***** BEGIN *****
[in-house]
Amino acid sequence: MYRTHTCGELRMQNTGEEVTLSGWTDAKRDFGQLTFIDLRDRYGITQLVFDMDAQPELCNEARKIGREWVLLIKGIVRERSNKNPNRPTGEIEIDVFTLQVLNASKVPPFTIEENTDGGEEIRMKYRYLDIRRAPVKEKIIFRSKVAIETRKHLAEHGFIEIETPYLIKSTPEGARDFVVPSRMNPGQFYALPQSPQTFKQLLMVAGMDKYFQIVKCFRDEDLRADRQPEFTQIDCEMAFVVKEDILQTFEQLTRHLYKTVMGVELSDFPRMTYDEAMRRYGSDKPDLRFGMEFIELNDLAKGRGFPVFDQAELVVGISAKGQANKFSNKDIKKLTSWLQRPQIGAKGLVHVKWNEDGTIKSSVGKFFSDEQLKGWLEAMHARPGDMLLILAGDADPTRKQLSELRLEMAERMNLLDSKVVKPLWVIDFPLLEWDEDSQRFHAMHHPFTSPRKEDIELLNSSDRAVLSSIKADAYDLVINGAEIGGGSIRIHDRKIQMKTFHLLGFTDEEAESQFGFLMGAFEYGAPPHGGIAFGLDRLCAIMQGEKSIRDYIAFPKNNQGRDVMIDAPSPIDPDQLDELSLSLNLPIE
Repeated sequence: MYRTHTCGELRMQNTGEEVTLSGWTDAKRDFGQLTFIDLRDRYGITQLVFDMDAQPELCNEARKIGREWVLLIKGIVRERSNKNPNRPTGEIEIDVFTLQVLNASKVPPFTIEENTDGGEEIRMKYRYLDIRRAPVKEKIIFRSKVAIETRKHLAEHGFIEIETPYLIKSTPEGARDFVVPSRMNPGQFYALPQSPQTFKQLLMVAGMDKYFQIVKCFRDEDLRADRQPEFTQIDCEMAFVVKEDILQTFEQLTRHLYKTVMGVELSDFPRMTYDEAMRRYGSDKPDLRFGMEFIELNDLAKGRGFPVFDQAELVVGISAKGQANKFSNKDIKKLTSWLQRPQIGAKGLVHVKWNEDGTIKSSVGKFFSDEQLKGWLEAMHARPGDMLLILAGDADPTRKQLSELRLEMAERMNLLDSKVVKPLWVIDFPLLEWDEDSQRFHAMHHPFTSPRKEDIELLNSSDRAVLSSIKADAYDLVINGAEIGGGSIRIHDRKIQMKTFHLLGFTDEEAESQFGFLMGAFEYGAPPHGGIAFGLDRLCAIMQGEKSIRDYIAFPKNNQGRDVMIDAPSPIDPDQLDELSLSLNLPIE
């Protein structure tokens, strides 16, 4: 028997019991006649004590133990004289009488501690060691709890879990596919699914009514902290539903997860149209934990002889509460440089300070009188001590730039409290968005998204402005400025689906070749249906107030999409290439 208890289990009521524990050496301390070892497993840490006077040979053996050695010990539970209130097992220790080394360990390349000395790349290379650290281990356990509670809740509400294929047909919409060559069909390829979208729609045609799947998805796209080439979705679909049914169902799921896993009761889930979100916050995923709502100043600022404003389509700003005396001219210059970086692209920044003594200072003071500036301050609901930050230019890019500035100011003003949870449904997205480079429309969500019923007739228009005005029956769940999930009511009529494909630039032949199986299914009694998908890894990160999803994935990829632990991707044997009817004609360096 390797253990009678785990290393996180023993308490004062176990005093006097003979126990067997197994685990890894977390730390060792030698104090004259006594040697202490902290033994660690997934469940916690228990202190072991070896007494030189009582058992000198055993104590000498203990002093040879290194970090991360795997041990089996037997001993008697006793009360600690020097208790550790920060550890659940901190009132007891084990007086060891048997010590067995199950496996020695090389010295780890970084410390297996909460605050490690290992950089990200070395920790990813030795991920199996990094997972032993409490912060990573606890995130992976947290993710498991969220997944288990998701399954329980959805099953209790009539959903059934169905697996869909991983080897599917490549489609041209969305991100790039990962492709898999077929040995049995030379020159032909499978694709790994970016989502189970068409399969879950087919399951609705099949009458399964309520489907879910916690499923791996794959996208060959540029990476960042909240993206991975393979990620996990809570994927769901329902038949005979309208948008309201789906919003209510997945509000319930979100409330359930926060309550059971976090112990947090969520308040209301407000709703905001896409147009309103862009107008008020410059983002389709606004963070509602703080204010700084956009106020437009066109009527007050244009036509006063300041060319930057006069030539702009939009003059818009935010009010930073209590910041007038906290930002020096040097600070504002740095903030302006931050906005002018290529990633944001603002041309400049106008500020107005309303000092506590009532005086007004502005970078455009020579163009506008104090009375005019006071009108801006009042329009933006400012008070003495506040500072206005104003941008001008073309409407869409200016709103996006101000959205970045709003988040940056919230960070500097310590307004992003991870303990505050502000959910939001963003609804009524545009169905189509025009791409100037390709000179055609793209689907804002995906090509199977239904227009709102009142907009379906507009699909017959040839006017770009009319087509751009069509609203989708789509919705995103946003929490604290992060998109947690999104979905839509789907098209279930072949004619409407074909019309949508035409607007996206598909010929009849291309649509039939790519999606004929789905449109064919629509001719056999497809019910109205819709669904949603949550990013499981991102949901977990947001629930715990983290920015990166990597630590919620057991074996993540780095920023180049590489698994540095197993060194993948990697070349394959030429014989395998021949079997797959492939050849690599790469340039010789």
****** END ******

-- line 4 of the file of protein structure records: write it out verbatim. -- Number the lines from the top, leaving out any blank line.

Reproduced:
């Protein structure tokens, strides 16, 4: 028997019991006649004590133990004289009488501690060691709890879990596919699914009514902290539903997860149209934990002889509460440089300070009188001590730039409290968005998204402005400025689906070749249906107030999409290439 208890289990009521524990050496301390070892497993840490006077040979053996050695010990539970209130097992220790080394360990390349000395790349290379650290281990356990509670809740509400294929047909919409060559069909390829979208729609045609799947998805796209080439979705679909049914169902799921896993009761889930979100916050995923709502100043600022404003389509700003005396001219210059970086692209920044003594200072003071500036301050609901930050230019890019500035100011003003949870449904997205480079429309969500019923007739228009005005029956769940999930009511009529494909630039032949199986299914009694998908890894990160999803994935990829632990991707044997009817004609360096 390797253990009678785990290393996180023993308490004062176990005093006097003979126990067997197994685990890894977390730390060792030698104090004259006594040697202490902290033994660690997934469940916690228990202190072991070896007494030189009582058992000198055993104590000498203990002093040879290194970090991360795997041990089996037997001993008697006793009360600690020097208790550790920060550890659940901190009132007891084990007086060891048997010590067995199950496996020695090389010295780890970084410390297996909460605050490690290992950089990200070395920790990813030795991920199996990094997972032993409490912060990573606890995130992976947290993710498991969220997944288990998701399954329980959805099953209790009539959903059934169905697996869909991983080897599917490549489609041209969305991100790039990962492709898999077929040995049995030379020159032909499978694709790994970016989502189970068409399969879950087919399951609705099949009458399964309520489907879910916690499923791996794959996208060959540029990476960042909240993206991975393979990620996990809570994927769901329902038949005979309208948008309201789906919003209510997945509000319930979100409330359930926060309550059971976090112990947090969520308040209301407000709703905001896409147009309103862009107008008020410059983002389709606004963070509602703080204010700084956009106020437009066109009527007050244009036509006063300041060319930057006069030539702009939009003059818009935010009010930073209590910041007038906290930002020096040097600070504002740095903030302006931050906005002018290529990633944001603002041309400049106008500020107005309303000092506590009532005086007004502005970078455009020579163009506008104090009375005019006071009108801006009042329009933006400012008070003495506040500072206005104003941008001008073309409407869409200016709103996006101000959205970045709003988040940056919230960070500097310590307004992003991870303990505050502000959910939001963003609804009524545009169905189509025009791409100037390709000179055609793209689907804002995906090509199977239904227009709102009142907009379906507009699909017959040839006017770009009319087509751009069509609203989708789509919705995103946003929490604290992060998109947690999104979905839509789907098209279930072949004619409407074909019309949508035409607007996206598909010929009849291309649509039939790519999606004929789905449109064919629509001719056999497809019910109205819709669904949603949550990013499981991102949901977990947001629930715990983290920015990166990597630590919620057991074996993540780095920023180049590489698994540095197993060194993948990697070349394959030429014989395998021949079997797959492939050849690599790469340039010789």